And it comes with seeds and tools and things too!
Common Name: Weber’s Agave, Maguey Liso
Origin: Mexico, Cultivar From Arizona
Description: 6ft. rosette, striped leaves curve outward
Temperature: Hardy to 15F
Cathey Lopez, new cactus sculpture, from Oaxaca.
Harriet Love – New Pottery
Opening tonight, April 18, 4-6pm at the nursery.
Cactus Jungle Nursery and Garden
1509 4th Street, Berkeley
Please come and share our wine and cheese and crackers, ’cause if you don’t we’ll be very sad, and we’ll eat too much and drink too much, and then maybe we’ll have fun anyway. But really, you know, you should come.
We’re having our 2nd Art Opening tonight at the nursery, and you’re invited.
July 18 – August 31
Friday, July 18, 4-6pm
Cactus Jungle Nursery and Garden
Coming this November to a Cactus Jungle Nursery near you.
Lipson Robotics! You may ask what this has to do, thematically, with cactus. Well, let me tell you, robots and cactus have a long history together in the science journals from the turn of the 18th century, and if you don’t believe me, check it out. Primitive, for sure, but still quite remarkable.
We have a lovely new crop of baby cacti and succulents. I’m photographing them today, and should get them up on the blog over the next week or so. As the nursery has grown, we’ve had to regularize the crop cycles. So here’s one group of small cute plants coming your way. I’d watch especially for the baby Old Man cactus – oy, it’s to die for.
So we went ahead and ordered the Barack Obama Toys. We have a lot of toys from this company for terrarium ornaments because everyone loves to put little ornaments into their terrariums.[caption id="attachment_12354" align="alignnone" width="315" caption="Barack Obama"][/caption]
And now you can also decorate your terrarium with the President.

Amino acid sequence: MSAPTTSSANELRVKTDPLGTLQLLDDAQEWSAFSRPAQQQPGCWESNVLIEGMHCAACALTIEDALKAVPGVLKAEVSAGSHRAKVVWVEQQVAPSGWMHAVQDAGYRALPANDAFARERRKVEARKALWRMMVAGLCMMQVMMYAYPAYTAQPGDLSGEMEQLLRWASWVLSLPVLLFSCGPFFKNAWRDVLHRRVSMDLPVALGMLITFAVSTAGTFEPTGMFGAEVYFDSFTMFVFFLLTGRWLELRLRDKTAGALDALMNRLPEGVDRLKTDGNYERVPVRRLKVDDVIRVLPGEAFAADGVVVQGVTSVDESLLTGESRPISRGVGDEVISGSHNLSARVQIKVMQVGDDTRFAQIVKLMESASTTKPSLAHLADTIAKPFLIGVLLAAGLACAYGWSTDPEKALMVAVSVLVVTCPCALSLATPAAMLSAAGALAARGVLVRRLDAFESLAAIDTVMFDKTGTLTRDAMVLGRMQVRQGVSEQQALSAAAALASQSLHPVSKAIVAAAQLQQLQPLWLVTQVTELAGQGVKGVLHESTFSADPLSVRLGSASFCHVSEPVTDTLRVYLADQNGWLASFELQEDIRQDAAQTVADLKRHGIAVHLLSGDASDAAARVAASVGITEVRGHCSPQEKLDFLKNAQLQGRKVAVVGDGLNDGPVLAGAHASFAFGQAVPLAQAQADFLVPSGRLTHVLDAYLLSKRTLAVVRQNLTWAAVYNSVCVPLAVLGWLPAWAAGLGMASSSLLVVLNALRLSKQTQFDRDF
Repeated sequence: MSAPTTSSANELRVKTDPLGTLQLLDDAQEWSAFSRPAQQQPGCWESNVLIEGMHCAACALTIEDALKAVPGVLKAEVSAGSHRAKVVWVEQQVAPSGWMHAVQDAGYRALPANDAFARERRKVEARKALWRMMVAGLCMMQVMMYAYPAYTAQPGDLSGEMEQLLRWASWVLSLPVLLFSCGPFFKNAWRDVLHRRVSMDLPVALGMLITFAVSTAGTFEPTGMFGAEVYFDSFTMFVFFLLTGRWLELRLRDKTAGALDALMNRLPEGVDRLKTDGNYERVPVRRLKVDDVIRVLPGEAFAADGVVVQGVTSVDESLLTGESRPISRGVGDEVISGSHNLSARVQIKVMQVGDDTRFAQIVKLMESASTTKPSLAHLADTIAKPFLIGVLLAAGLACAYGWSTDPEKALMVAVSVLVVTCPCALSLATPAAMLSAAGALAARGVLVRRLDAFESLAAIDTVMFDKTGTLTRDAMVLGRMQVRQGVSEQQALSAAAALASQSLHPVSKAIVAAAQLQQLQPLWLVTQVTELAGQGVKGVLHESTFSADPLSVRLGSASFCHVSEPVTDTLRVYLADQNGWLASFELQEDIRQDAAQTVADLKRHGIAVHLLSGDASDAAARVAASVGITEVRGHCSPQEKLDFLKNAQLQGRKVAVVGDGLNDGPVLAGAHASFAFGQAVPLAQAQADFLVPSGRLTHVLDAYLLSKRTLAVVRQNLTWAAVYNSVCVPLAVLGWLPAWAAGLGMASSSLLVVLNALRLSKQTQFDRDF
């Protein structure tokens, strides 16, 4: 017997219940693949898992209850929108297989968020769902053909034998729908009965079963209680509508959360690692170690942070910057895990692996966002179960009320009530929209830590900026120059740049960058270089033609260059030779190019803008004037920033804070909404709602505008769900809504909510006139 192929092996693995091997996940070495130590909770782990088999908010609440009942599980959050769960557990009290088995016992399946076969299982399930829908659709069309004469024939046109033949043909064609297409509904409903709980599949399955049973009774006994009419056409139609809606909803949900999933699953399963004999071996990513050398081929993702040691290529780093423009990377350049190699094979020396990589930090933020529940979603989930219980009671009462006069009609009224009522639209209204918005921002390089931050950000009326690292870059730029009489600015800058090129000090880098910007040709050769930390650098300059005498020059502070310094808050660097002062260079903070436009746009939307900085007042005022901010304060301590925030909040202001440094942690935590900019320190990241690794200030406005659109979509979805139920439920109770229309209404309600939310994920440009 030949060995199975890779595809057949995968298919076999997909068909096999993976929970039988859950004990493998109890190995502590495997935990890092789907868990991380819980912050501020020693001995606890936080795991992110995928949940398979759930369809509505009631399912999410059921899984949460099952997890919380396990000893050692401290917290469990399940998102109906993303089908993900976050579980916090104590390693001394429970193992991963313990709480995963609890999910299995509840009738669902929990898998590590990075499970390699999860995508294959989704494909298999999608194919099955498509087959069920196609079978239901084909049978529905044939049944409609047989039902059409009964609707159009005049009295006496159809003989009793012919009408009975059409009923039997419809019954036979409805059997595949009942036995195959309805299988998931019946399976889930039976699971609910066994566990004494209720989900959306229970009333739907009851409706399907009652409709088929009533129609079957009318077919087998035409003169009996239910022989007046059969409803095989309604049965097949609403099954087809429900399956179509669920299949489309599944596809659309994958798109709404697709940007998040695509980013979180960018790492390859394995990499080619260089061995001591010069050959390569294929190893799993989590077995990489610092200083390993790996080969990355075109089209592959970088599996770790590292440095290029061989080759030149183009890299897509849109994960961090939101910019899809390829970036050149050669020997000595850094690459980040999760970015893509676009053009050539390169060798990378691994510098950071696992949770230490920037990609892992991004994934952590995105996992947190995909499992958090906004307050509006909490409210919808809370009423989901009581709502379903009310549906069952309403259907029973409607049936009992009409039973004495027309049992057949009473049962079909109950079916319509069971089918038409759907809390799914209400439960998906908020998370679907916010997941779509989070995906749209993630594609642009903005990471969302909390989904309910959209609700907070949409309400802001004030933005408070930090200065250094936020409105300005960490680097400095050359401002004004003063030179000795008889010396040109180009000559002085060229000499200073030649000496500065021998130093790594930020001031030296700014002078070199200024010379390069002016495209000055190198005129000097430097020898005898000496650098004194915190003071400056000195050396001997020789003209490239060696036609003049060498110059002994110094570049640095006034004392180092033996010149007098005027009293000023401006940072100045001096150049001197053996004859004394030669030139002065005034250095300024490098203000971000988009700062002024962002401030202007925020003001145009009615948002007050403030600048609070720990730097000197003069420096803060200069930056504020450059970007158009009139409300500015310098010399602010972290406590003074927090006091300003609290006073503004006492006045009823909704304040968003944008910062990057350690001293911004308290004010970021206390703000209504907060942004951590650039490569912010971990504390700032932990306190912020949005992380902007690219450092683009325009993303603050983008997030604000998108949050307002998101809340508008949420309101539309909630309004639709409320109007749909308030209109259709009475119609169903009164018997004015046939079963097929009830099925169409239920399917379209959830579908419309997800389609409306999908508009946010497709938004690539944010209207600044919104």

Or play with him all by yourself in your quiet and contemplative living room or with other friends in their home, since he’s portable.
Or I suppose some of you would put him on a shelf.
In case anyone was wondering why we never carried any Bush Presidential toys while bowing to the communist socialist fascist liberal pressure to carry Obama Presidential toys, it’s because we’re liberals. You know we live in Berkeley, right? BERKELEY for crying out loud. Anyone here who doesn’t like Obama is because he’s too conservative.
Our latest in high tech naturalistic lizard toys for the garden is…
Bearded Dragon in the Garden, among the Thymus praecox (Red Thyme).
How accurate is this physical representation of the classic dragon? Here, look at these to compare.
They do a good job with these reptiles.
4th Street, Berkeley
Delospermas in bloom
OK, so this isn’t just any Succulent garden in Berkeley, it’s the front bed in front of the store. Our address? It’s on Fourth Street. So there. Prove me wrong!
My brother makes these toys, see, and he sells them too, and we sell them at the store too, and I put together the website, and they get reviewed.
I don’t know who the kid in the picture is, but he sure looks happy.
The mailman came the other day while Ryan was diligently helping me plant my garden. What he brought tore Ryan away for the remainder of the day. He brought a Big Eye Dummy, and to be specific, we received Milton the cat. I have to be honest, I was surprised this cute little plush doll could keep Ryan’s attention for as long as it did. It has been hours total at the least.
Otto came into the store today very excited about getting a Big Eye Dummy. He went right for Slicka.
And here he is pulling Slicka’s eye right off! Shocking!
It’s a good thing Otto’s a friend.
Keith sent along this photo of a bird on Hap’s shoulder. I’m not at the store today so I don’t know what it means. Maybe Keith will explain it in comments.